Forgiveness as a Gift to Yourself

Imagine that you are standing with hose in hand ready to water your favorite outdoor plants. You turn on the water and only a little bit comes out. You know there should be more water pressure, so you look and notice several kinks in the hose. As you untangle them, the water gushes forth in a full stream. You are able to give your precious plants a full supply of water. Now imagine that the water is the flow of God’s love that can come through you. You are the hose, the vehicle through which that love can flow. It is a beautiful and powerful feeling to allow God’s love, the waters of life, to flow through us. One main way we kink our hose is by closing our heart to another.

Feeling resentment or carrying a grudge toward one other person inhibits our flow of love to even our closest relationships. Put in another way, the weakest link of a chain determines the strength of the whole chain. Some people carry a grudge for many years and put tremendous energy into justifying their resentment. This kinks the flow of love and energy in a person’s life.

Forgiveness is not about seeing a person’s action as right. It may well be that the person acted wrongly. Forgiveness is about seeing past the action or behavior to the part of that human being which is love. Forgiveness is really a gift we give to ourselves. There is a tremendous lightness and energy that can enter our lives when we let go of the grudges and resentments we carry.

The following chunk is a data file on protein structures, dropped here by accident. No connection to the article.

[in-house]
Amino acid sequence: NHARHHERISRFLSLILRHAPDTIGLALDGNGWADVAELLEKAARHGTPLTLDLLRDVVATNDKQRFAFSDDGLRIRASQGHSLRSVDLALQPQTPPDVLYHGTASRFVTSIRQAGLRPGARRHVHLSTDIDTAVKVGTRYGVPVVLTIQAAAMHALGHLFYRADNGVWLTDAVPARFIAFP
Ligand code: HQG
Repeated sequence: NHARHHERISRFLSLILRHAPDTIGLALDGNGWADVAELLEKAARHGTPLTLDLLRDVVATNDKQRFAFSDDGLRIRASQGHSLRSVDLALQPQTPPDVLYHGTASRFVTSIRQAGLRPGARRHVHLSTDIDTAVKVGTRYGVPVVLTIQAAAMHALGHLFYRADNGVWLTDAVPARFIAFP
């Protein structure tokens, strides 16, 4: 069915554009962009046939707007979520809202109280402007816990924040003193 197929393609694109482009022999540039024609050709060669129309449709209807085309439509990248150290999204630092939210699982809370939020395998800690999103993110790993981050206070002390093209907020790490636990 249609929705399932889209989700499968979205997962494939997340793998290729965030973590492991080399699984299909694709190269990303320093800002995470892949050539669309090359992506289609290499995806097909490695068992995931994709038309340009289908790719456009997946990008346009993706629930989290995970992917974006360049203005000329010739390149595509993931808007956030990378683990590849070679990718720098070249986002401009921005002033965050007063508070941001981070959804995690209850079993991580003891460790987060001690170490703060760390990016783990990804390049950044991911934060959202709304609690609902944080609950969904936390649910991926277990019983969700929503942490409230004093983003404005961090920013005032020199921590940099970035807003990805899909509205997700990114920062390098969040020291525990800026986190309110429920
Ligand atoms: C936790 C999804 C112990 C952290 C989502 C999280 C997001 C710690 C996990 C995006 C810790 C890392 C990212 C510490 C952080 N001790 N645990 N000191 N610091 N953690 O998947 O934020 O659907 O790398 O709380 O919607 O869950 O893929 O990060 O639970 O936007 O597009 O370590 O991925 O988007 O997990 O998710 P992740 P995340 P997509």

A powerful way of forgiving is to see past the adult form and behavior to the little innocent child within the person we would like to forgive. Betty was having a particularly hard time forgiving her father for certain abusive actions done to her as a child. She had fallen into blaming her father for the ways her life was not working. True, her father had acted wrongly, yet continuing to hate him was causing much unhappiness in Betty’s life.

I asked her to find a picture of her father as a young child and put it in a place where she could see it often. She found a photo of him taken at age six. As she more and more studied the photo, she began to see the sadness and loneliness in his eyes. He himself was abused as a child. Betty was able to open her heart to her father as a little boy. She felt like reaching out and holding him in her arms.

A month later, as her next step, she found a photo of him at ten years old. His eyes were still full of sadness and loneliness, but now he was starting to try to hide his pain. Betty was again able to feel compassion for him as an older child. A photo of her father as a teen showed an unhappy youth trying to act tough to further cover up the pain inside.

Through studying these photos, Betty was able to feel compassion for her father’s childhood. This compassion did not make her father’s actions right, but Betty could now understand the pain in her father that had led him to pass the abuse to another generation. Armed with this understanding, she was able to reach out in love to the sad little boy still within her father. Through feeling compassion, Betty’s heart was freed of the bitterness and hatred she had carried for most of her adult life. Her health improved, she felt years younger and found she had more love to give to her husband and children. Forgiveness of her father was a gift she had thus given to herself.

Perhaps there are similar gifts you could give yourself? Is there someone you are needing to forgive? Is there a way you are needing to let go and move on in your life? You deserve the gift of more freedom and peace in your life. You deserve to fully feel your love and not have it covered by past resentments and grudges. You deserve love!

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